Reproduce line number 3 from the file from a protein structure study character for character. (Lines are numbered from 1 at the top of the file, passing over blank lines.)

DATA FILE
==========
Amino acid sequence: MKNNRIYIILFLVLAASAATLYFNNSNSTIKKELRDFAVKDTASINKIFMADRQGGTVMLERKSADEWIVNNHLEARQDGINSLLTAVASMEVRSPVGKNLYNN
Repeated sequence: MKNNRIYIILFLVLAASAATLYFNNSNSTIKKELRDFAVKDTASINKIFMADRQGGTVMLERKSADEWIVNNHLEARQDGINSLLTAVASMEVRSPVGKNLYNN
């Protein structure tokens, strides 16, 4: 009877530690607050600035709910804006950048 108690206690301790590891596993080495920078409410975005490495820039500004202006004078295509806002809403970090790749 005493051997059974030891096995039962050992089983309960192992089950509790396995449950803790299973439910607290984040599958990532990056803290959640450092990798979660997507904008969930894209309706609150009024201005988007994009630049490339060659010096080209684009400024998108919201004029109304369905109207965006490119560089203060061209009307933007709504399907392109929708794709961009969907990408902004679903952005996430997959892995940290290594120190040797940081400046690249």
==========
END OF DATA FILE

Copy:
């Protein structure tokens, strides 16, 4: 009877530690607050600035709910804006950048 108690206690301790590891596993080495920078409410975005490495820039500004202006004078295509806002809403970090790749 005493051997059974030891096995039962050992089983309960192992089950509790396995449950803790299973439910607290984040599958990532990056803290959640450092990798979660997507904008969930894209309706609150009024201005988007994009630049490339060659010096080209684009400024998108919201004029109304369905109207965006490119560089203060061209009307933007709504399907392109929708794709961009969907990408902004679903952005996430997959892995940290290594120190040797940081400046690249």